Though they didn't display championship qualities, New York heads home with a split.
By PETE YOUNG
Published April 8, 2004
ST. PETERSBURG - Calamity averted, the Yankees finally are headed home.
New York eked out a 3-2 win Wednesday at Tropicana Field, meaning that after four games in two hemispheres spanning one week, mighty New York had managed a series split vs. the Devil Rays to open the season.
And when you are the 2004 Yankees, the difference between 2-2 and 1-3 heading into today's home opener is a lot more than one game in the standings.
"'No question," Yankees third baseman Alex Rodriguez said. "It feels good to get out of here and kind of escape the day 2-2. We're ready to get back home."
"No doubt," second baseman Enrique Wilson said when asked if there was extra pressure to win Wednesday.
The Yankees have a tough turnaround, playing the White Sox at 1:05 today.
It comes after the long trip to Japan last week, then lingering for a few days in the bay area (and playing a final exhibition game) while recuperating from jet lag, then two more games with the Rays in St. Petersburg.
"Now we'll get into the routine of playing every day," shortstop Derek Jeter said. "(Getting into a rhythm) helps, I think."
The Yankees did not score after the first inning in Tuesday's 9-4 loss, and New York's all-world lineup, projected to be one of the best in history, managed zero hits through 51/3 innings Wednesday off Tampa Bay starter Paul Abbott.
"He kind of just had us in a daze for about five innings," Rodriguez said.
In the sixth, Kenny Lofton, Jeter (2-for-4, double), Rodriguez and Jason Giambi (2-for-4, double) strung together four hits to stake a 2-1 lead, and the natural pecking order seemed to be restored.
But up 3-1 entering the ninth and with deluxe closer Mariano Rivera on the mound, the Yankees almost blew it. The Rays cut it to 3-2 and loaded the bases before Rivera induced a game-ending double-play by Brook Fordyce.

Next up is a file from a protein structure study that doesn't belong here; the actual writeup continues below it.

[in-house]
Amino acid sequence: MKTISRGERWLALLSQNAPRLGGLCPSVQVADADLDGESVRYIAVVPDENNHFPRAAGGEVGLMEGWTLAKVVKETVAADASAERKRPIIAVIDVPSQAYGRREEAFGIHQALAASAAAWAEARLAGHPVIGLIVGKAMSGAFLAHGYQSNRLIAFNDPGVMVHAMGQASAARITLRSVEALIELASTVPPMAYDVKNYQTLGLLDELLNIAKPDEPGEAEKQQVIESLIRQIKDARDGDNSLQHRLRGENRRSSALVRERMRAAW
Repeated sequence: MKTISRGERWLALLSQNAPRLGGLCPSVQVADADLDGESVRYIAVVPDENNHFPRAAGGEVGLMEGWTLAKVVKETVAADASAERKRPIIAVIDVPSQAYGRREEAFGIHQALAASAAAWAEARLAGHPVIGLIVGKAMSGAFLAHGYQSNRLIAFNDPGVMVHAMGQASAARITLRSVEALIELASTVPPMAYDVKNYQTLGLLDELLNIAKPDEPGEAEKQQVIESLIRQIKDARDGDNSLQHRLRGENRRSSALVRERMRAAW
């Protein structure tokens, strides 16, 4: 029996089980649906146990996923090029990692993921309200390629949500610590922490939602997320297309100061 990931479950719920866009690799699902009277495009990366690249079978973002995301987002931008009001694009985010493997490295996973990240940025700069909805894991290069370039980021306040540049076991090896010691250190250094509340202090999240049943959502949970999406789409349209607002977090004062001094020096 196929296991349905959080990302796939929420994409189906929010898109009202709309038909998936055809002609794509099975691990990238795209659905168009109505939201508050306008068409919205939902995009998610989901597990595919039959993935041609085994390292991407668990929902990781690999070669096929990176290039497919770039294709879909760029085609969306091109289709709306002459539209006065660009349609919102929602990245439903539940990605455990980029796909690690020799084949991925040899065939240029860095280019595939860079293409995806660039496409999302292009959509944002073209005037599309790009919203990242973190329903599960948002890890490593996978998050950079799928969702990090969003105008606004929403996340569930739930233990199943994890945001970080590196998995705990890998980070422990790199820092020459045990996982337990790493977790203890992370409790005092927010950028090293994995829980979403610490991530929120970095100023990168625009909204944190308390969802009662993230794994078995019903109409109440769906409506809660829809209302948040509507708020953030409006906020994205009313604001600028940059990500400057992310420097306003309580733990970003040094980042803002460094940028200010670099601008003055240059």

In the offseason the Yankees used their bottomless well of money to add Rodriguez, Gary Sheffield, Javier Vazquez, Wednesday's winning pitcher Kevin Brown and Lofton to their star-studded lineup.
Brown has excelled, winning both games and allowing no walks while sporting a 1.29 ERA. However, the fearsome lineup is batting .242.
"Good pitching controls the game, and that's what we've seen," Yankees manager Joe Torre said. "For ages, good pitching has stopped good hitting."
Nonetheless, the Yankees are the Yankees, meaning even though 158 games remain, a 1-3 start - especially against the lowly Rays - would have raised concerns.
"I think the expectations are high for us already," said Lofton, who broke up the no-hit bid with a hard grounder up the middle. "Everybody wants to see it from us right away. But you know you're going to have that added pressure and expectations because you are the Yankees."
Torre has been negotiating a contract extension, and the semi-serious line of thought circulating Wednesday was that if New York didn't win, it would hinder negotiations.
"We're happy. We're obviously glad to win today," Torre said. "We have a short turnaround here but I think once we get home we'll feel a lot better about ourselves. I thought we were pressing a little bit. Everybody was trying to do too much.
"There's no excuse (for not playing well), there shouldn't be an excuse, but we haven't played outdoors yet."
Outdoors and in the comforts of Yankee Stadium, New York hopes to unleash its potentially devastating offense.
"Hopefully it will energize everybody," said Rodriguez, one of six Yankee regulars hitting below .214. "I know I'm looking forward to getting home and feeding off the energy of the stadium."